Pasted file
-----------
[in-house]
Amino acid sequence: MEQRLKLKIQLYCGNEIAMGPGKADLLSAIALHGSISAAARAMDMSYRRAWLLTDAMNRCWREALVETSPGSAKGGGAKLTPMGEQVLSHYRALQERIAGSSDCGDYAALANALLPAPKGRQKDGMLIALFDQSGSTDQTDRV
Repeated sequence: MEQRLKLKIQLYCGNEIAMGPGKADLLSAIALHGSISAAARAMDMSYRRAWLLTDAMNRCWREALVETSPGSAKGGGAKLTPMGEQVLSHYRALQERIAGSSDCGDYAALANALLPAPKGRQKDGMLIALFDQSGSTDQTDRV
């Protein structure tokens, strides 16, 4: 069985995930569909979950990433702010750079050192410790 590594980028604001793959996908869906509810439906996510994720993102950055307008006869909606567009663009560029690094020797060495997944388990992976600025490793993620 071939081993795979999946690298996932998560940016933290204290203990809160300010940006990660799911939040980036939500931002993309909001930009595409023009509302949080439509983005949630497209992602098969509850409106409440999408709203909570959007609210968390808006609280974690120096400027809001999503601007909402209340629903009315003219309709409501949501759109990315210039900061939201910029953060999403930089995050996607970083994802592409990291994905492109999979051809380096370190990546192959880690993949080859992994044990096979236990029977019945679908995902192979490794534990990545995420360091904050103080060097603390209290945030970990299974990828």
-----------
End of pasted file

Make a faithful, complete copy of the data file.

[in-house]
Amino acid sequence: MEQRLKLKIQLYCGNEIAMGPGKADLLSAIALHGSISAAARAMDMSYRRAWLLTDAMNRCWREALVETSPGSAKGGGAKLTPMGEQVLSHYRALQERIAGSSDCGDYAALANALLPAPKGRQKDGMLIALFDQSGSTDQTDRV
Repeated sequence: MEQRLKLKIQLYCGNEIAMGPGKADLLSAIALHGSISAAARAMDMSYRRAWLLTDAMNRCWREALVETSPGSAKGGGAKLTPMGEQVLSHYRALQERIAGSSDCGDYAALANALLPAPKGRQKDGMLIALFDQSGSTDQTDRV
């Protein structure tokens, strides 16, 4: 069985995930569909979950990433702010750079050192410790 590594980028604001793959996908869906509810439906996510994720993102950055307008006869909606567009663009560029690094020797060495997944388990992976600025490793993620 071939081993795979999946690298996932998560940016933290204290203990809160300010940006990660799911939040980036939500931002993309909001930009595409023009509302949080439509983005949630497209992602098969509850409106409440999408709203909570959007609210968390808006609280974690120096400027809001999503601007909402209340629903009315003219309709409501949501759109990315210039900061939201910029953060999403930089995050996607970083994802592409990291994905492109999979051809380096370190990546192959880690993949080859992994044990096979236990029977019945679908995902192979490794534990990545995420360091904050103080060097603390209290945030970990299974990828």